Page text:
“The reality of reductions in funding that the council is facing means we cannot afford to sustain the library network in its current form,” he said. “A review of library support, technical and management costs is being undertaken and we expect this will deliver around half of the savings. However we have been cutting these kinds of backroom costs every year for several years and now we cannot avoid the need to look at libraries themselves.

He added: “Financial pressures are an undeniable factor as the library service must reduce its annual operating costs by £2 million over the next three financial years.

“It is a stark fact that 90 per cent of our library visitors use only half of our libraries.

Cllr Colin Hayfield, said: “We must question the practicalities and public value of trying to maintain 34 separate library buildings, when integrating and co-locating some libraries with other local services would be more cost-effective and help improve service delivery to the public.

“A review has been carried out of all 34 libraries and careful consideration has been given to a number of factors including the number of visits and issues per hour, nearest library and existing or potential partnership links.

“The following 16 Library buildings have been identified as being no longer sustainable in their current form:

Baddesley
Harbury
Bedworth Heath
Hartshill
Bidford on Avon
Henley in Arden
Binley Woods
Keresley
Bulkington
Kineton
Camp Hill
Kingsbury
Dordon
Studley
Dunchurch
Water Orton

“The aim would be to look at alternative ways of providing our service to these customers and the Council is open to looking at how this could be done with local communities.

“In addition there will also be a need to reduce the opening hours in the remaining libraries. The precise hours and days of opening will be discussed with local communities as part of the proposed consultation process for these changes. The initial proposals are:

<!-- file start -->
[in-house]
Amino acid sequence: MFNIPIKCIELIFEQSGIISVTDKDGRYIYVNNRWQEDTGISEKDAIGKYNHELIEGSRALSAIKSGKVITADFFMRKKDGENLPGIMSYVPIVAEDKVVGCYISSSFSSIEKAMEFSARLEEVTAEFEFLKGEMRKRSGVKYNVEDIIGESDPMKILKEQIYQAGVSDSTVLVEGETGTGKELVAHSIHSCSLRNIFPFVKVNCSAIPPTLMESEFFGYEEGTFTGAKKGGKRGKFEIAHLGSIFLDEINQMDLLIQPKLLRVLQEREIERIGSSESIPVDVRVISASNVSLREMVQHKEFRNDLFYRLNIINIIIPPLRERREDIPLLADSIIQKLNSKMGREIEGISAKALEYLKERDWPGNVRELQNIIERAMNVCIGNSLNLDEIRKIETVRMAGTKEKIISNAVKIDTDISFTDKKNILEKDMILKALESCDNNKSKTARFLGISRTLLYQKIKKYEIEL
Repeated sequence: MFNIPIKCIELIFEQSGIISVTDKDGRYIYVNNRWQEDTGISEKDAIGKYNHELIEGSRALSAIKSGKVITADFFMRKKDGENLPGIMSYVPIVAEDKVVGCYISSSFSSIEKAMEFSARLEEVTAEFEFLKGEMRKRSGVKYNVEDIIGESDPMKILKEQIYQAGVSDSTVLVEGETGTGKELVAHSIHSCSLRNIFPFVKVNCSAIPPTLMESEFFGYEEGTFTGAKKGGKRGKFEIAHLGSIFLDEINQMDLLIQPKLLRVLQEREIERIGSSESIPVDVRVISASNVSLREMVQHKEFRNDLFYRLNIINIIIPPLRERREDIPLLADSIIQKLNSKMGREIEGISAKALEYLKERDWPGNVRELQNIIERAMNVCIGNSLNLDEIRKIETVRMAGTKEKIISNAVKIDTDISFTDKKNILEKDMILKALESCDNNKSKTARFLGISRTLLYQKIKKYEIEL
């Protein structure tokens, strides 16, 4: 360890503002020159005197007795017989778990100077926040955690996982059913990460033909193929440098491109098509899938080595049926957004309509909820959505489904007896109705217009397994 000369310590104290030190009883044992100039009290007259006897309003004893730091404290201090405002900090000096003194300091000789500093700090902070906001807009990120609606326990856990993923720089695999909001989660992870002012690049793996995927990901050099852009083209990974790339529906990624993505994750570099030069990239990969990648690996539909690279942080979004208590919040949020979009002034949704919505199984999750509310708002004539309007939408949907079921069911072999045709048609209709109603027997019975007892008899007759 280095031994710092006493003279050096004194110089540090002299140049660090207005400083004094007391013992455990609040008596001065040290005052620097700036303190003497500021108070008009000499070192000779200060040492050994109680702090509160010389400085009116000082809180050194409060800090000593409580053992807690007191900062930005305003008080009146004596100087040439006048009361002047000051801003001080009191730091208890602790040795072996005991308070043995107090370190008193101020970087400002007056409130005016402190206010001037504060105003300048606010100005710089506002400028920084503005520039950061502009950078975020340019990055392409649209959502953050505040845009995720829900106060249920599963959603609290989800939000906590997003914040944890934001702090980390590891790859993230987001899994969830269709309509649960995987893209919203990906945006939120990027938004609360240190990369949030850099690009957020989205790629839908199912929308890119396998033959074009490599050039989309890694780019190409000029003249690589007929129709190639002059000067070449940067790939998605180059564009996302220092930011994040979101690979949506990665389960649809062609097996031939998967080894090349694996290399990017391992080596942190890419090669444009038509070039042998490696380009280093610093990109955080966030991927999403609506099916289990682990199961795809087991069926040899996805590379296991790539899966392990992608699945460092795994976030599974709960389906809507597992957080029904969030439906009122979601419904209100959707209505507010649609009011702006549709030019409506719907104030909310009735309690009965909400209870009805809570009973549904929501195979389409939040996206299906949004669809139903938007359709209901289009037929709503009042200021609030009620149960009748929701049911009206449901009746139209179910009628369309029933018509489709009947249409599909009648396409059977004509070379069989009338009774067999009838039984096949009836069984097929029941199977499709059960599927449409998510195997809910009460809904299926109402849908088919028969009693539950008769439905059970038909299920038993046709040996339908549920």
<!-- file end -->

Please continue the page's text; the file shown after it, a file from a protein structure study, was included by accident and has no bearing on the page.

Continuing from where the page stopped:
Proposed reductions/change to opening hours:

Libraries
Average hours open
Nuneaton, Rugby and Leamington,
Up to 50 hours a week
Alcester, Atherstone, Bedworth, Kenilworth, Polesworth, Southam, Stratford, Warwick, Up to 35 hours a week
Coleshill, Lillington, Shipston, Stockingford, Wellesbourne, Whitnash, Wolston Up to 20 hours a week

Cllr Colin Hayfield concluded: “What we will need to know now is what people think of these proposals. We need to make the savings, and something must change. We aim to issue full information and begin a consultation process from March to June in which we shall seek everyone’s views on the changes, and we pledge to take these into account before any final decisions are made.

“As part of the decision making process, discussions with communities will look at a range of options for the provision of a library service for the community. For example, through consultation communities may express an interest in providing a volunteer-run service. Communities would need to come forward with a robust business case which we will explore with them.”

A report on the Library and Information Service will be considered by Overview & Scrutiny Councillors on 1st March and then will go to Cabinet on 17th March for consideration.